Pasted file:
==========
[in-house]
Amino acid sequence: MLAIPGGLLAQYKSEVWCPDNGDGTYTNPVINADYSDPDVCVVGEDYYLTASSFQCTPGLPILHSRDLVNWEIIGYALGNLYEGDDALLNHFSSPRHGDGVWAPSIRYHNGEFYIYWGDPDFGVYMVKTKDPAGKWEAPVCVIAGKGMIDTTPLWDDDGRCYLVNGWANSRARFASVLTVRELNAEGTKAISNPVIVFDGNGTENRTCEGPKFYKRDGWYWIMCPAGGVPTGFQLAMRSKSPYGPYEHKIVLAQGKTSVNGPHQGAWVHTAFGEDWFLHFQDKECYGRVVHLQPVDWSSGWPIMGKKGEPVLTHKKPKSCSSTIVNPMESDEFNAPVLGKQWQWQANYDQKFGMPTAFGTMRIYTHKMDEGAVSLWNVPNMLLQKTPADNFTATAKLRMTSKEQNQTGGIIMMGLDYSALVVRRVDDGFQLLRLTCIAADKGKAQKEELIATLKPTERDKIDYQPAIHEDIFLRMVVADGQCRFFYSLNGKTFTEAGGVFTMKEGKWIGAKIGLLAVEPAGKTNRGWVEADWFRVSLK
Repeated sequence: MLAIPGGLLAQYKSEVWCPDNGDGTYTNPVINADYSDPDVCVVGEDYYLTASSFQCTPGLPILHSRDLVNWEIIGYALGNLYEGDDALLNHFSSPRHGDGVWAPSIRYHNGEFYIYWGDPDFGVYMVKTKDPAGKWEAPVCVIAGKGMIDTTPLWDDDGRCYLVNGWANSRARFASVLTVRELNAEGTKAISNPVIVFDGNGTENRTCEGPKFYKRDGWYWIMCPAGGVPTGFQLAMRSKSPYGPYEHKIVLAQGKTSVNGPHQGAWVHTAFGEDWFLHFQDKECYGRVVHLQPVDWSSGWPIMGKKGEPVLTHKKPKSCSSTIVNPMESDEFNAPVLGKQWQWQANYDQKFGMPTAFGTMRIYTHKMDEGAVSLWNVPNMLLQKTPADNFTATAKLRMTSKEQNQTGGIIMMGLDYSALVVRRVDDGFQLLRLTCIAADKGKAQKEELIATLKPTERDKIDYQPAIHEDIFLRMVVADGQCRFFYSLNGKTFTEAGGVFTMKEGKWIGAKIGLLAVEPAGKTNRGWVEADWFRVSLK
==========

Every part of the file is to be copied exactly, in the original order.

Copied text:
[in-house]
Amino acid sequence: MLAIPGGLLAQYKSEVWCPDNGDGTYTNPVINADYSDPDVCVVGEDYYLTASSFQCTPGLPILHSRDLVNWEIIGYALGNLYEGDDALLNHFSSPRHGDGVWAPSIRYHNGEFYIYWGDPDFGVYMVKTKDPAGKWEAPVCVIAGKGMIDTTPLWDDDGRCYLVNGWANSRARFASVLTVRELNAEGTKAISNPVIVFDGNGTENRTCEGPKFYKRDGWYWIMCPAGGVPTGFQLAMRSKSPYGPYEHKIVLAQGKTSVNGPHQGAWVHTAFGEDWFLHFQDKECYGRVVHLQPVDWSSGWPIMGKKGEPVLTHKKPKSCSSTIVNPMESDEFNAPVLGKQWQWQANYDQKFGMPTAFGTMRIYTHKMDEGAVSLWNVPNMLLQKTPADNFTATAKLRMTSKEQNQTGGIIMMGLDYSALVVRRVDDGFQLLRLTCIAADKGKAQKEELIATLKPTERDKIDYQPAIHEDIFLRMVVADGQCRFFYSLNGKTFTEAGGVFTMKEGKWIGAKIGLLAVEPAGKTNRGWVEADWFRVSLK
Repeated sequence: MLAIPGGLLAQYKSEVWCPDNGDGTYTNPVINADYSDPDVCVVGEDYYLTASSFQCTPGLPILHSRDLVNWEIIGYALGNLYEGDDALLNHFSSPRHGDGVWAPSIRYHNGEFYIYWGDPDFGVYMVKTKDPAGKWEAPVCVIAGKGMIDTTPLWDDDGRCYLVNGWANSRARFASVLTVRELNAEGTKAISNPVIVFDGNGTENRTCEGPKFYKRDGWYWIMCPAGGVPTGFQLAMRSKSPYGPYEHKIVLAQGKTSVNGPHQGAWVHTAFGEDWFLHFQDKECYGRVVHLQPVDWSSGWPIMGKKGEPVLTHKKPKSCSSTIVNPMESDEFNAPVLGKQWQWQANYDQKFGMPTAFGTMRIYTHKMDEGAVSLWNVPNMLLQKTPADNFTATAKLRMTSKEQNQTGGIIMMGLDYSALVVRRVDDGFQLLRLTCIAADKGKAQKEELIATLKPTERDKIDYQPAIHEDIFLRMVVADGQCRFFYSLNGKTFTEAGGVFTMKEGKWIGAKIGLLAVEPAGKTNRGWVEADWFRVSLK